by Tony Perkins
December 12, 2008
FRC has not officially weighed in on the various bailouts simply because the topic is not central to our mission. There is no question that financial irresponsibility, whether by government or business, impacts the family, but we have to pick our battles and the bailouts are not one of them. However, having said that, I do get a number of calls and emails from folks across the country asking for my thoughts on this parade of bailouts. I am not an economist, but I have worked with and on budgets in the private and public sector and studied the basics of our free market system. From that perspective, this latest failed effort to bailout the auto industry raises a number of questions that require answers.
First, where do the bailouts stop? Certainly the auto industry is an important part of our economy. In fact, most of our manufacturing base has left the country, so it is surely important. But you could also make the case that as our economy is increasingly driven by the service sector actions should be taken for those businesses as well. Bottom line - where does it stop?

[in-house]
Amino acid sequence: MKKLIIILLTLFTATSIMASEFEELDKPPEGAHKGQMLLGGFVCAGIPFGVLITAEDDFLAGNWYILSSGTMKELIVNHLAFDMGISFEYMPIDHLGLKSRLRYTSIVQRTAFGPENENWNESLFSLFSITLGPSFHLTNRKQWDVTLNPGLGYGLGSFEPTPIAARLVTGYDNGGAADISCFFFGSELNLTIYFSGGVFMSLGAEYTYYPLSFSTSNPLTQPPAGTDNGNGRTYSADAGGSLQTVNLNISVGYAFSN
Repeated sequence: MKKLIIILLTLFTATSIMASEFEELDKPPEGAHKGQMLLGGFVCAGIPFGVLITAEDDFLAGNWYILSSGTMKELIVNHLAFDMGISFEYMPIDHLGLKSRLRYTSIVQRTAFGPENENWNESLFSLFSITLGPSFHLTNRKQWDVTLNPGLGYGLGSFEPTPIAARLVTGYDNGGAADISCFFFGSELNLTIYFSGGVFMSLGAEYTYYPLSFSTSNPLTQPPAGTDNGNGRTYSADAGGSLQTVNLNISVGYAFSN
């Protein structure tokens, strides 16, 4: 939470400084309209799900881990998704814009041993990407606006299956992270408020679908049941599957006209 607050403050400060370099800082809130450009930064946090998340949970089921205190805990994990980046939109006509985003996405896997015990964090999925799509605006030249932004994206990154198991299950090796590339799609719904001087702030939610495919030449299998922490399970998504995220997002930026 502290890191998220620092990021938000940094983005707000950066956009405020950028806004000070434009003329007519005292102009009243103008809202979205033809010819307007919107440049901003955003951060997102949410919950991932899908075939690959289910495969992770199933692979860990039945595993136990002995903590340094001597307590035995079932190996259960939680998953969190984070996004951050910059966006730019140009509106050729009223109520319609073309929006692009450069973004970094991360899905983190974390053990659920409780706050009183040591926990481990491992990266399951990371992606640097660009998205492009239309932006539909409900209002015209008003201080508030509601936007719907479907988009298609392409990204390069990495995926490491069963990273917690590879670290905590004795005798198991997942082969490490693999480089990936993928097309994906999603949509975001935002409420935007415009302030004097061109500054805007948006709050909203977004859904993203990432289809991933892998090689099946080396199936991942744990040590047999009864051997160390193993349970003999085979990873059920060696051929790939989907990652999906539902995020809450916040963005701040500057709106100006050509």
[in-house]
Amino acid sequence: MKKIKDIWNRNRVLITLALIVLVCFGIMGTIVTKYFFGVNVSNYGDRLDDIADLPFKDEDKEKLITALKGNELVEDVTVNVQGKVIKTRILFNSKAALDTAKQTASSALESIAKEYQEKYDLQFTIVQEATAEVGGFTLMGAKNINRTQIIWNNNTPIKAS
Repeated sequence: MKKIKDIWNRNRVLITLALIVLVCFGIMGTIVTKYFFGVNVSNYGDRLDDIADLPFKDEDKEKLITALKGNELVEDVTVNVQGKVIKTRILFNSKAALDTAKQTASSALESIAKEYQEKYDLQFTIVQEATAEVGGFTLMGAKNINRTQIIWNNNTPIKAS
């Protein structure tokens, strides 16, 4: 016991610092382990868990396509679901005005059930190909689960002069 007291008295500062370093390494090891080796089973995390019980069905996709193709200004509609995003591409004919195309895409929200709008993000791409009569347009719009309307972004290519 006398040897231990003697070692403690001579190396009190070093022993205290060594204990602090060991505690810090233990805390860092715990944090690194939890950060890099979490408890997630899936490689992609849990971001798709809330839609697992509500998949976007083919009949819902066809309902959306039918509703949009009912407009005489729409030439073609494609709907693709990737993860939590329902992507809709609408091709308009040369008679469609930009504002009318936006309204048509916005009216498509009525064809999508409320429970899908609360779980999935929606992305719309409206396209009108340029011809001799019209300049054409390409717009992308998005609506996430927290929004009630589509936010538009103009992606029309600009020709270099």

Second, could this not be the result of poor business practices that come to light in a tough economy? Economist Walter Williams raises these issues in a recent column. Williams points to the “cozy relationship” between the Big Three and the United Auto Workers union that drives up hourly wages. Williams points to GM’s $73 hourly wage cost and compares that to Toyota’s five U.S. assembly plants where the hourly cost is $48. It doesn’t take an economist to figure that one out. But it apparently does take more than a congressman like Barney Frank.
Finally, someone needs to explain how a Washington “Car Czar” would to make sure the auto industry keeps it between the lines. I am not one of those who say government needs to run like a business. It is just not the nature of government to be efficient. Those areas that can be run like a business are the areas that governments most often privatize, but they are a small percentage of the overall responsibilities of government. Conversely, the last thing America needs is business that runs like government.